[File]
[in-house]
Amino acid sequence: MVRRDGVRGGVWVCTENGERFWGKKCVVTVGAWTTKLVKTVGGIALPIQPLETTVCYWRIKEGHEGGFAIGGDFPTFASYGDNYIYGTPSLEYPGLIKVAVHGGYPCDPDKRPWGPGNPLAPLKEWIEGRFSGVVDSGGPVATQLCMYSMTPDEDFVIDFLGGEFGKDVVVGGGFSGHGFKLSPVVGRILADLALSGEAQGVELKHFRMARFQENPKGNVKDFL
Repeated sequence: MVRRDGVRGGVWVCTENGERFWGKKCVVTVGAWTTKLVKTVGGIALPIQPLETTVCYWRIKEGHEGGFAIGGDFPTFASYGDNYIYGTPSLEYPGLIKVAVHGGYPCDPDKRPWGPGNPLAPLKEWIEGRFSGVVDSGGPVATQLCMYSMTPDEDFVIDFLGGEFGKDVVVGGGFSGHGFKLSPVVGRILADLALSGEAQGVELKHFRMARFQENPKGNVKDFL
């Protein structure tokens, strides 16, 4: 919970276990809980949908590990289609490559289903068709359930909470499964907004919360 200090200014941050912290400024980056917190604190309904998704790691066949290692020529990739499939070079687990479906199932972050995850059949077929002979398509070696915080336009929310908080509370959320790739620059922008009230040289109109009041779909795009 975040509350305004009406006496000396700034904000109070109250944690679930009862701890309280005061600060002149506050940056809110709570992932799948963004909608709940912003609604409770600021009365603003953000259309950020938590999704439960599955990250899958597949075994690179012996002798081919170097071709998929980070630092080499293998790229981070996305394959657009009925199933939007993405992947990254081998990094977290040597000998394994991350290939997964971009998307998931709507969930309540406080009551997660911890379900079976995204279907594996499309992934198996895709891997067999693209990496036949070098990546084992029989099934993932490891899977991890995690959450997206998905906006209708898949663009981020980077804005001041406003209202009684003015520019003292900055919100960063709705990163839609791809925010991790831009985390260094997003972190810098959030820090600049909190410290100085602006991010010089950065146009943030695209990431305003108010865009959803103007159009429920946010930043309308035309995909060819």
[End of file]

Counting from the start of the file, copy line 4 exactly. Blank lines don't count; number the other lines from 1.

């Protein structure tokens, strides 16, 4: 919970276990809980949908590990289609490559289903068709359930909470499964907004919360 200090200014941050912290400024980056917190604190309904998704790691066949290692020529990739499939070079687990479906199932972050995850059949077929002979398509070696915080336009929310908080509370959320790739620059922008009230040289109109009041779909795009 975040509350305004009406006496000396700034904000109070109250944690679930009862701890309280005061600060002149506050940056809110709570992932799948963004909608709940912003609604409770600021009365603003953000259309950020938590999704439960599955990250899958597949075994690179012996002798081919170097071709998929980070630092080499293998790229981070996305394959657009009925199933939007993405992947990254081998990094977290040597000998394994991350290939997964971009998307998931709507969930309540406080009551997660911890379900079976995204279907594996499309992934198996895709891997067999693209990496036949070098990546084992029989099934993932490891899977991890995690959450997206998905906006209708898949663009981020980077804005001041406003209202009684003015520019003292900055919100960063709705990163839609791809925010991790831009985390260094997003972190810098959030820090600049909190410290100085602006991010010089950065146009943030695209990431305003108010865009959803103007159009429920946010930043309308035309995909060819």